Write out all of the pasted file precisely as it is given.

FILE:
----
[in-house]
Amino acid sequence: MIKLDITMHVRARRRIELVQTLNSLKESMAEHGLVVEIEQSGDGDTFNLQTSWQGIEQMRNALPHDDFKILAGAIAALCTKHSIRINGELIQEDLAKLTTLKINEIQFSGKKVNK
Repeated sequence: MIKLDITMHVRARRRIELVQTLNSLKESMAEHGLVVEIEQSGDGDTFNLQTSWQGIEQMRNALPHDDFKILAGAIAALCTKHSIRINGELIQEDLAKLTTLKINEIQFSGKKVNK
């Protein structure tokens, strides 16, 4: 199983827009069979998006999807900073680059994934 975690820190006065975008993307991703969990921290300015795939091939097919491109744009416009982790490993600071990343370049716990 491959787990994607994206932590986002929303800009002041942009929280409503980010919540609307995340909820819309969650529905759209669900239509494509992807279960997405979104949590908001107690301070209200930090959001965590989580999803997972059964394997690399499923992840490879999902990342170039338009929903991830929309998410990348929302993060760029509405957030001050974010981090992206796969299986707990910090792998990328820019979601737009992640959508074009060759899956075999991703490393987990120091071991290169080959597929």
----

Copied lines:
[in-house]
Amino acid sequence: MIKLDITMHVRARRRIELVQTLNSLKESMAEHGLVVEIEQSGDGDTFNLQTSWQGIEQMRNALPHDDFKILAGAIAALCTKHSIRINGELIQEDLAKLTTLKINEIQFSGKKVNK
Repeated sequence: MIKLDITMHVRARRRIELVQTLNSLKESMAEHGLVVEIEQSGDGDTFNLQTSWQGIEQMRNALPHDDFKILAGAIAALCTKHSIRINGELIQEDLAKLTTLKINEIQFSGKKVNK
């Protein structure tokens, strides 16, 4: 199983827009069979998006999807900073680059994934 975690820190006065975008993307991703969990921290300015795939091939097919491109744009416009982790490993600071990343370049716990 491959787990994607994206932590986002929303800009002041942009929280409503980010919540609307995340909820819309969650529905759209669900239509494509992807279960997405979104949590908001107690301070209200930090959001965590989580999803997972059964394997690399499923992840490879999902990342170039338009929903991830929309998410990348929302993060760029509405957030001050974010981090992206796969299986707990910090792998990328820019979601737009992640959508074009060759899956075999991703490393987990120091071991290169080959597929």